What is priced in risky assets?

Investors more bearish than short. As investor sentiment about the EA economy crashed, European equity funds suffered substantial outflows. But global equity funds have still recorded generous inflows this year, some $15bn per week on average. The average of the 4 weeks to mid-March was still well above water, at +$6bn per week. Cash positions are relatively large by historical standards, and sector positioning has readjusted towards defensives, but overall positions are not short equities. In other words, we have not seen a proper clean-up of positions. Even in Europe, the de-rating of equity valuation has been mild relatively to that about the economy (left chart below). Also, cyclical stocks have pulled back a bit relative to Defensives, but the move has been remarkably mild (second chart). This leaves us relatively uncomfortable with the equity market melt-up observed in the last three weeks of March.



How to invest

Short Govies and duration but less so. Our key recommendations are exposed in the right-hand chart above. As the economy faces a triple whammy – the war, tough central banks and Covid still disrupting the global supply chain – we have reduced the cyclicality of portfolios. We stay short Government bonds, but much less than before, following the sharp increase in bond yields. Likewise, we keep a short duration position, but a small one. The less aggressive position in the rates space reflects our more downbeat economic forecasts, less aggressive central bank views and expectations
of self-correcting mechanisms (a surge in yields threatens debt sustainability and financial stability). We keep a government bond underweight and a small short duration, however, given the residual space for higher long-term yields. Though the market is pricing a Fed peak around 3.25%, the longer dated forwards are much lower, e.g.
5y3m just above 2.0%. We see a slower Fed, but a potential upside repricing of the neutral rate – which should support slightly higher yields.



Likewise, our fair value models for Bund suggest there is still ample upside, should core inflation trends stay elevated. That said, we also expect the FV to ease off as core inflation falls back in H2, and the economy slows, and we assume that the rise in bond yields is set to slow sharply from here.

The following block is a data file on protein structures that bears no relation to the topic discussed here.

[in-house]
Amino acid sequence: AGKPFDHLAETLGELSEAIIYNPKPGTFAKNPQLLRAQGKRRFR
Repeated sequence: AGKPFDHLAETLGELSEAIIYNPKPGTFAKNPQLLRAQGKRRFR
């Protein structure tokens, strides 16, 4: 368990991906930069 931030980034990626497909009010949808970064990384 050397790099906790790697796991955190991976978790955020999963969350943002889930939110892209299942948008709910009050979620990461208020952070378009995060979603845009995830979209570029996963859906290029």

Overweight Credit

We find that credit spreads, especially in Europe have been hit relatively severely among other risk metrics, e.g. equity volatility. This, combined with the rise in risk-free yields, imply that EUR Credit offers a more generous carry, for a
limited risk in the IG space. In part the widening between Credit and risk-free Government bond yields (Bund) reflects a large widening of swap spreads (top-right chart above) – equally disproportionate relative to other risk measures. IG credit spreads now appears wide relative to country spreads, e.g. Germany-Portugal. IG credit also offers a substantial pick-up relative to long-dated Bund, and historically such opportunity has generated generous excess return (see chart). That said, as we discuss in the Credit section, our Overweight (OW) is executed through defensive strategies, IG
rather than HY, subordinated debt rather than pure HY, non-financial rather than financial, and defensive sectors rather than cyclicals. EM Credit also offers selected opportunities, both in hard and local currency debt (EM central banks have been front running the rate hike cycle), but this too is sensitive material at the inception of a steep Fed hike cycle.

We cut equities to small underweight

We see no rush in chasing the strong recovery from the early March lows. Equities face significant headwinds, not least from the global slowdown under way and central banks walking their tough talk for now. Our sector and style allocations are fairly balanced, reflecting opposite forces from the slowdown (bad for Cyclicals vs Defensives) and rising yields (supporting Value vs. Growth). Our barbell strategy combining Value and Defensive stocks implies an overweight in Energy, Insurance, Materials, Durables, Food, and Health Care. Underweight Diversified Financials, Media, Real Estate, Hardware, Telcos and Utilities.